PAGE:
SQL support in local databases
Adobe AIR includes a SQL database engine with support for
local SQL databases with many standard SQL features, using the open
source SQLite database
system. The runtime does not specify how or where database data
is stored on the file system. Each database is stored completely
within a single file. A developer can specify the location in the
file system where the database file is stored, and a single AIR
application can access one or many separate databases (i.e. separate database
files).This document outlines the SQL syntax and data type support
for Adobe AIR local SQL databases. This document is not intended
to serve as a comprehensive SQL reference. Rather, it describes
specific details of the SQL dialect that Adobe AIR supports. The
runtime supports most of the SQL-92 standard SQL dialect. Because
there are numerous references, web sites, books, and training materials
for learning SQL, this document is not intended to be a comprehensive
SQL reference or tutorial. Instead, this document particularly focuses
on the AIR-supported SQL syntax, and the differences between SQL-92 and
the supported SQL dialect.
SQL statement definition conventions
Within statement definitions in this document, the following
conventions are used:
Grouping and alternating characters
| The pipe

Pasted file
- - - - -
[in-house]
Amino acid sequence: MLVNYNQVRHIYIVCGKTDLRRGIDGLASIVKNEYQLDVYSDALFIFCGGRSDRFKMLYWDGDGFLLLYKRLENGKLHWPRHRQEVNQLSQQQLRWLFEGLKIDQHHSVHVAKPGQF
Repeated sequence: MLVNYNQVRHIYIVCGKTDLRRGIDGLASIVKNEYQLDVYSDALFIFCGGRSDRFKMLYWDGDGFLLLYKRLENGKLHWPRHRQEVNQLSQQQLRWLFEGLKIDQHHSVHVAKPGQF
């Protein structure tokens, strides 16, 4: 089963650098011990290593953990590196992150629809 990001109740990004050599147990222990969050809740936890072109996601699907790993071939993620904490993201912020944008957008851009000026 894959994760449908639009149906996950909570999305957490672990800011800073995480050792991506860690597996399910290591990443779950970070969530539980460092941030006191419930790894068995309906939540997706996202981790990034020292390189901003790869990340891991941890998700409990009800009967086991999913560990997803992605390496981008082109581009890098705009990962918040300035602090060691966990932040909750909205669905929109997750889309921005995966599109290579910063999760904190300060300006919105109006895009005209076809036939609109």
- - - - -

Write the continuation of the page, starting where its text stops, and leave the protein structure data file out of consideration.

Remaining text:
character is used between alternative options, and can be read as "or".
 Items in square brackets are optional items; the brackets
can contain a single item or a set of alternative items.
() Parentheses surrounding a set of alternatives (a set of
items separated by pipe characters), designates a required group
of items, that is, a set of items that are the possible values for
a single required item.
+ A plus character following an item
in parentheses indicates that the preceding item can occur 1 or
* An asterisk character following an item in square brackets
indicates that the preceding (bracketed) item can occur 0 or more
* An asterisk character
used in a column name or between the parentheses following a function
name signifies a literal asterisk character rather than the "0 or
. A period character represents a literal period.
, A comma character represents a literal comma.
() A pair of parentheses surrounding a single clause or item
indicates that the parentheses are required, literal parentheses
Other characters, unless otherwise indicated, represent those